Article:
Mayor Lee recently cut funding for two new Board-funded housing subsidies, affecting 175 households across the city. The funding would have provided critical rental assistance for seniors, families, and people with disabilities.
These funds were backed by the Board of Supervisors and totaled $2.5 million—125 subsidies worth $1.5 million for seniors and the disabled, and another 50 subsidies worth $1 million for families with children.
“We have to invest the resources to keep people in San Francisco,” says Brian Basinger, Director of the AIDS Housing Alliance and Q Foundation, a nonprofit organization that works to prevent homelessness for the LGBTQ and HIV communities. “The repercussions of displacement are greater.”
The two housing subsidies were part of several homeless initiatives the Mayor had funded in the summer of 2016. The plan was to support the initiatives with anticipated revenue from Proposition K, a local sales tax increase on the November 2016 ballot, which would have provided $50 million for homeless services. When Proposition K did not pass, the Mayor defunded the housing assistance programs citing budget cutbacks.
Efforts are already underway to persuade the Board to restore funding. “It is cheaper to keep people in the homes they already have than to allow them to get evicted,” says Basinger. “The cost of displacement is just too high.”
The budget cuts will affect a large majority of San Francisco’s homeless population. According to the Coalition on Homelessness, which publishes the Street Sheet, at least 4,400 homeless San Franciscans have a disabling health condition. Over 3,300 are homeless children living in in-tact families, and at least 1,700 are older adults living with HIV/AIDS. In addition, the Human Services Agency Planning Division states that at least 4,600 homeless seniors identify as LGBT and need access to permanent rental assistance to remain in their homes.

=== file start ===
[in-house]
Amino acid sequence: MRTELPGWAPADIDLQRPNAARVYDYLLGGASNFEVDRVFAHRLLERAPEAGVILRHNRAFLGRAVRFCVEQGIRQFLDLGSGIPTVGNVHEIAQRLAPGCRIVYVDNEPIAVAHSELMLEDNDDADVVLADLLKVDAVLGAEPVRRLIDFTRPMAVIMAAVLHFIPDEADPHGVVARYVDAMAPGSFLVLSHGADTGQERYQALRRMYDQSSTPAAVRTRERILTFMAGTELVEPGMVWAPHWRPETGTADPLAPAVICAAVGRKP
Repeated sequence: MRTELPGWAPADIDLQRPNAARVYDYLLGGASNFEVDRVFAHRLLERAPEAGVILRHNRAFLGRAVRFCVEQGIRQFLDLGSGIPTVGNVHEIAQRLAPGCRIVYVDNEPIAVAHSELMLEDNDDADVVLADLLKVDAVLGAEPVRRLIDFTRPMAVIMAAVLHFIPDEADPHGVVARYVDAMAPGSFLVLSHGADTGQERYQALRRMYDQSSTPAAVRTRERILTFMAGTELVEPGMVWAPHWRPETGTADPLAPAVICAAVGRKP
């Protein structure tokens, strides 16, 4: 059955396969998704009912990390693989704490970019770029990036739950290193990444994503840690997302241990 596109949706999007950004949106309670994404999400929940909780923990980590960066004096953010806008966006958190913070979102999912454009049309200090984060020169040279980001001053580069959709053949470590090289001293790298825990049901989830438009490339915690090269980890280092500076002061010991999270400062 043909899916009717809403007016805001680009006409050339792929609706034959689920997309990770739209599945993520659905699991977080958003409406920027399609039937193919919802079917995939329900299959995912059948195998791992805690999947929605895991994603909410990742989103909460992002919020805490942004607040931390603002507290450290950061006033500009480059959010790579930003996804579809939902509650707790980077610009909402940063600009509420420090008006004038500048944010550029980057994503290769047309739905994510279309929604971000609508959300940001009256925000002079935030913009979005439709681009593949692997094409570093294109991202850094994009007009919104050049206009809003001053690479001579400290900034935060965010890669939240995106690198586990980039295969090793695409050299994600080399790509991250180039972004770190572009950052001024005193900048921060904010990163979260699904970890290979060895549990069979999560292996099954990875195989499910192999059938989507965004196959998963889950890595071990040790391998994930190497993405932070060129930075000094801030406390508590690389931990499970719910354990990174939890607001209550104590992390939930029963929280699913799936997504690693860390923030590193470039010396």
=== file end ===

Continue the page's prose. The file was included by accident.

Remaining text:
“We need to make sure that we are increasing investments across the board into all kinds of communities for whom displacement puts them at greater risk,” Basinger says. “If [people] get displaced from San Francisco, they wind up in less tolerant communities.” Often, these people are turned away for critical health services they need.
Basinger urges concerned citizens to call their Board representatives. “Right now, the focus is on the Board of Supervisors to restore the funding,” he says. “We’re asking residents to contact their Supervisor and ask for their support to replace the funding for these 175 subsidies.”
“We would like to have unanimous support from the Board because we want to make sure that the Mayor spends the money. A broad base of support for this effort will influence his approach.”
So far, the community has support from Sandra Lee Fewer from District 1, Aaron Peskin from District 3, Jane Kim from District 6, Norman Yee from District 7, Hillary Ronen from District 9 and Ahsha Safai from District 11.
Community members are in discussions with the remaining six Supervisors. ≠
Featured image courtesy of Flickr.